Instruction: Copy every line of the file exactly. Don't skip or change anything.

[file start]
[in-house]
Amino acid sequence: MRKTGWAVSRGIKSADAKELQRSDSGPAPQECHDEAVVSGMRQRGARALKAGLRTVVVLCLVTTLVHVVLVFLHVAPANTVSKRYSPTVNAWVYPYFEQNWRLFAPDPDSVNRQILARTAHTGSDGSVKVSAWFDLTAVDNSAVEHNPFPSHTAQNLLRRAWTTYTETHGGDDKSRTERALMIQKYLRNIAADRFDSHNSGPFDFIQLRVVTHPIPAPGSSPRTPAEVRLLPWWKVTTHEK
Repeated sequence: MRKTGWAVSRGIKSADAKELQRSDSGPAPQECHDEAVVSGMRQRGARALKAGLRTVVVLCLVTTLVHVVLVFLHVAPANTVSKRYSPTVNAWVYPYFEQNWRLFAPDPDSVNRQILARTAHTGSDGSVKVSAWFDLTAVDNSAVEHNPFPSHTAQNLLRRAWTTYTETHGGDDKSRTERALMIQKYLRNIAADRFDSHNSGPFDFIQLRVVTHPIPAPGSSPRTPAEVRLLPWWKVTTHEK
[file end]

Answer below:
[in-house]
Amino acid sequence: MRKTGWAVSRGIKSADAKELQRSDSGPAPQECHDEAVVSGMRQRGARALKAGLRTVVVLCLVTTLVHVVLVFLHVAPANTVSKRYSPTVNAWVYPYFEQNWRLFAPDPDSVNRQILARTAHTGSDGSVKVSAWFDLTAVDNSAVEHNPFPSHTAQNLLRRAWTTYTETHGGDDKSRTERALMIQKYLRNIAADRFDSHNSGPFDFIQLRVVTHPIPAPGSSPRTPAEVRLLPWWKVTTHEK
Repeated sequence: MRKTGWAVSRGIKSADAKELQRSDSGPAPQECHDEAVVSGMRQRGARALKAGLRTVVVLCLVTTLVHVVLVFLHVAPANTVSKRYSPTVNAWVYPYFEQNWRLFAPDPDSVNRQILARTAHTGSDGSVKVSAWFDLTAVDNSAVEHNPFPSHTAQNLLRRAWTTYTETHGGDDKSRTERALMIQKYLRNIAADRFDSHNSGPFDFIQLRVVTHPIPAPGSSPRTPAEVRLLPWWKVTTHEK